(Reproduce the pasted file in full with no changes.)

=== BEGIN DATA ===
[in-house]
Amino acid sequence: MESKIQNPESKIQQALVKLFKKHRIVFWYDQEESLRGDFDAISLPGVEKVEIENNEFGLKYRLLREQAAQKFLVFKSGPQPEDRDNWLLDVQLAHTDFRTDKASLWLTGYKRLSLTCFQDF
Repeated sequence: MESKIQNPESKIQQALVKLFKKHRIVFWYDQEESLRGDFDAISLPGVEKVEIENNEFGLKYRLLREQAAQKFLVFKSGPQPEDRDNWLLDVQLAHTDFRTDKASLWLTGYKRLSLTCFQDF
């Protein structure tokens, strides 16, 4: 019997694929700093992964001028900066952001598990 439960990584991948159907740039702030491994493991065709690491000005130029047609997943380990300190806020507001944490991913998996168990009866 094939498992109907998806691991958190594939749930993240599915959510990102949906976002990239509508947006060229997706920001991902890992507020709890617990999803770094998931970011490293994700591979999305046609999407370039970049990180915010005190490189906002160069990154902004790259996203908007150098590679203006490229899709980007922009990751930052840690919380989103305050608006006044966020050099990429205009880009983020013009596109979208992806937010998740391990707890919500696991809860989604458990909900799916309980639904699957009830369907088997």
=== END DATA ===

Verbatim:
[in-house]
Amino acid sequence: MESKIQNPESKIQQALVKLFKKHRIVFWYDQEESLRGDFDAISLPGVEKVEIENNEFGLKYRLLREQAAQKFLVFKSGPQPEDRDNWLLDVQLAHTDFRTDKASLWLTGYKRLSLTCFQDF
Repeated sequence: MESKIQNPESKIQQALVKLFKKHRIVFWYDQEESLRGDFDAISLPGVEKVEIENNEFGLKYRLLREQAAQKFLVFKSGPQPEDRDNWLLDVQLAHTDFRTDKASLWLTGYKRLSLTCFQDF
């Protein structure tokens, strides 16, 4: 019997694929700093992964001028900066952001598990 439960990584991948159907740039702030491994493991065709690491000005130029047609997943380990300190806020507001944490991913998996168990009866 094939498992109907998806691991958190594939749930993240599915959510990102949906976002990239509508947006060229997706920001991902890992507020709890617990999803770094998931970011490293994700591979999305046609999407370039970049990180915010005190490189906002160069990154902004790259996203908007150098590679203006490229899709980007922009990751930052840690919380989103305050608006006044966020050099990429205009880009983020013009596109979208992806937010998740391990707890919500696991809860989604458990909900799916309980639904699957009830369907088997």